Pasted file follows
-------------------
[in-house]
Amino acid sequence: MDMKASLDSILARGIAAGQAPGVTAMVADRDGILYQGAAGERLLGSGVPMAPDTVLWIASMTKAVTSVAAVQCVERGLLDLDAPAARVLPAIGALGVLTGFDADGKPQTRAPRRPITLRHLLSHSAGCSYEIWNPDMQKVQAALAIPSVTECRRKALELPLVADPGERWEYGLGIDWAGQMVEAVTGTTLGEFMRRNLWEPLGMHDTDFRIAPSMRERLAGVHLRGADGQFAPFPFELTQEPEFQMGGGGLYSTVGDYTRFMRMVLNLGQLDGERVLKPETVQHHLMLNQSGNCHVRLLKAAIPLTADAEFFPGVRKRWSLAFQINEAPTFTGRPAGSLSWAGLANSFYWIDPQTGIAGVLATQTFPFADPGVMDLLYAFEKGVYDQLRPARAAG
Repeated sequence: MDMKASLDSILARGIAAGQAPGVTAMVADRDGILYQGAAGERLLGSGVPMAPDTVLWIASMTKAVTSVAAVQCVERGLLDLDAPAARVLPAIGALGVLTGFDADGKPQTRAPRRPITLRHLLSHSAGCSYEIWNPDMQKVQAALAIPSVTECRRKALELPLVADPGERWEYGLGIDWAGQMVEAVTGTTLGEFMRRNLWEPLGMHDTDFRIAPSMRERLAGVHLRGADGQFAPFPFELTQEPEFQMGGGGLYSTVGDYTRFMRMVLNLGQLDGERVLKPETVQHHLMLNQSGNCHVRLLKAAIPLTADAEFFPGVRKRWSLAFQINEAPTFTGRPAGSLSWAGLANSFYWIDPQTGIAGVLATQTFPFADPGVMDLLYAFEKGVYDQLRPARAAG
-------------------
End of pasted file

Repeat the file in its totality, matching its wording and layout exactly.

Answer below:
[in-house]
Amino acid sequence: MDMKASLDSILARGIAAGQAPGVTAMVADRDGILYQGAAGERLLGSGVPMAPDTVLWIASMTKAVTSVAAVQCVERGLLDLDAPAARVLPAIGALGVLTGFDADGKPQTRAPRRPITLRHLLSHSAGCSYEIWNPDMQKVQAALAIPSVTECRRKALELPLVADPGERWEYGLGIDWAGQMVEAVTGTTLGEFMRRNLWEPLGMHDTDFRIAPSMRERLAGVHLRGADGQFAPFPFELTQEPEFQMGGGGLYSTVGDYTRFMRMVLNLGQLDGERVLKPETVQHHLMLNQSGNCHVRLLKAAIPLTADAEFFPGVRKRWSLAFQINEAPTFTGRPAGSLSWAGLANSFYWIDPQTGIAGVLATQTFPFADPGVMDLLYAFEKGVYDQLRPARAAG
Repeated sequence: MDMKASLDSILARGIAAGQAPGVTAMVADRDGILYQGAAGERLLGSGVPMAPDTVLWIASMTKAVTSVAAVQCVERGLLDLDAPAARVLPAIGALGVLTGFDADGKPQTRAPRRPITLRHLLSHSAGCSYEIWNPDMQKVQAALAIPSVTECRRKALELPLVADPGERWEYGLGIDWAGQMVEAVTGTTLGEFMRRNLWEPLGMHDTDFRIAPSMRERLAGVHLRGADGQFAPFPFELTQEPEFQMGGGGLYSTVGDYTRFMRMVLNLGQLDGERVLKPETVQHHLMLNQSGNCHVRLLKAAIPLTADAEFFPGVRKRWSLAFQINEAPTFTGRPAGSLSWAGLANSFYWIDPQTGIAGVLATQTFPFADPGVMDLLYAFEKGVYDQLRPARAAG